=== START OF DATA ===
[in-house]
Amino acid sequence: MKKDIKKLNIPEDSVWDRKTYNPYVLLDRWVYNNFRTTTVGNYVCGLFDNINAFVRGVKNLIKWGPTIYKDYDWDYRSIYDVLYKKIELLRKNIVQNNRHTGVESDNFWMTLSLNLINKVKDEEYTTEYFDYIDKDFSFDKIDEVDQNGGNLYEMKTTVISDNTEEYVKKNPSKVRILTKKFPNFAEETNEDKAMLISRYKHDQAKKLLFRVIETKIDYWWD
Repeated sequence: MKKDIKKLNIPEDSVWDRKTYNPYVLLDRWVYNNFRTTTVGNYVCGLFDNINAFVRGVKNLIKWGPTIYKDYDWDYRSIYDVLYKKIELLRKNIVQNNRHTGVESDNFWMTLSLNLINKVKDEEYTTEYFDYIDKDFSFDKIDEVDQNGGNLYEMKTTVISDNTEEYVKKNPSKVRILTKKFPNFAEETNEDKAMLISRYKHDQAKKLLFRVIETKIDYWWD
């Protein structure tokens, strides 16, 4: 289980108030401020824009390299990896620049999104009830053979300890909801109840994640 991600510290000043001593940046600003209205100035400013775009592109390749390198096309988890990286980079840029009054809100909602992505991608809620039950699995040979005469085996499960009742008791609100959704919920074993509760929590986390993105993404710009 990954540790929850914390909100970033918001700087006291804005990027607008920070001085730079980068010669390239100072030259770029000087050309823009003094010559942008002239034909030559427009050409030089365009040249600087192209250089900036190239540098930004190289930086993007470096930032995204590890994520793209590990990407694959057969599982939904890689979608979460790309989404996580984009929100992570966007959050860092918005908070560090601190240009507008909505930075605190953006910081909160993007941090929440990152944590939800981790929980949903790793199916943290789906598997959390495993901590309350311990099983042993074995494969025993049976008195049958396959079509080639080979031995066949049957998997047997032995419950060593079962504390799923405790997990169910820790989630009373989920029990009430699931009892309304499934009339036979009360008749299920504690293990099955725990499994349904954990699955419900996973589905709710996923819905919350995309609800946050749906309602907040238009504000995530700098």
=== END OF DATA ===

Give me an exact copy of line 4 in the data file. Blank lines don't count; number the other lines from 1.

């Protein structure tokens, strides 16, 4: 289980108030401020824009390299990896620049999104009830053979300890909801109840994640 991600510290000043001593940046600003209205100035400013775009592109390749390198096309988890990286980079840029009054809100909602992505991608809620039950699995040979005469085996499960009742008791609100959704919920074993509760929590986390993105993404710009 990954540790929850914390909100970033918001700087006291804005990027607008920070001085730079980068010669390239100072030259770029000087050309823009003094010559942008002239034909030559427009050409030089365009040249600087192209250089900036190239540098930004190289930086993007470096930032995204590890994520793209590990990407694959057969599982939904890689979608979460790309989404996580984009929100992570966007959050860092918005908070560090601190240009507008909505930075605190953006910081909160993007941090929440990152944590939800981790929980949903790793199916943290789906598997959390495993901590309350311990099983042993074995494969025993049976008195049958396959079509080639080979031995066949049957998997047997032995419950060593079962504390799923405790997990169910820790989630009373989920029990009430699931009892309304499934009339036979009360008749299920504690293990099955725990499994349904954990699955419900996973589905709710996923819905919350995309609800946050749906309602907040238009504000995530700098």